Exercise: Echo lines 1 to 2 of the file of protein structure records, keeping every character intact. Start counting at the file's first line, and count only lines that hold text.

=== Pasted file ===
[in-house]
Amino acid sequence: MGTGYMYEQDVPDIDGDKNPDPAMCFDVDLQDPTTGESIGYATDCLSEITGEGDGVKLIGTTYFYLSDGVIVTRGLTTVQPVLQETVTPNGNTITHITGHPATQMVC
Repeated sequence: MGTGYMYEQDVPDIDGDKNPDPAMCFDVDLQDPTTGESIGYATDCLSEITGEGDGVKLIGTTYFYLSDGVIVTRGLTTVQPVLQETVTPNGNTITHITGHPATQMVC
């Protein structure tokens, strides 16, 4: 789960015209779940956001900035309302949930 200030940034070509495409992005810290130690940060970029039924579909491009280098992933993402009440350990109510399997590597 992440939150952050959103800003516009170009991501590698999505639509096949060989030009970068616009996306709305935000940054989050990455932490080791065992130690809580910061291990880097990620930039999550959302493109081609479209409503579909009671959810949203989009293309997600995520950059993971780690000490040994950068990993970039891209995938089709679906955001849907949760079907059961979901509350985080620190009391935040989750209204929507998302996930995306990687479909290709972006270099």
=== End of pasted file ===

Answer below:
[in-house]
Amino acid sequence: MGTGYMYEQDVPDIDGDKNPDPAMCFDVDLQDPTTGESIGYATDCLSEITGEGDGVKLIGTTYFYLSDGVIVTRGLTTVQPVLQETVTPNGNTITHITGHPATQMVC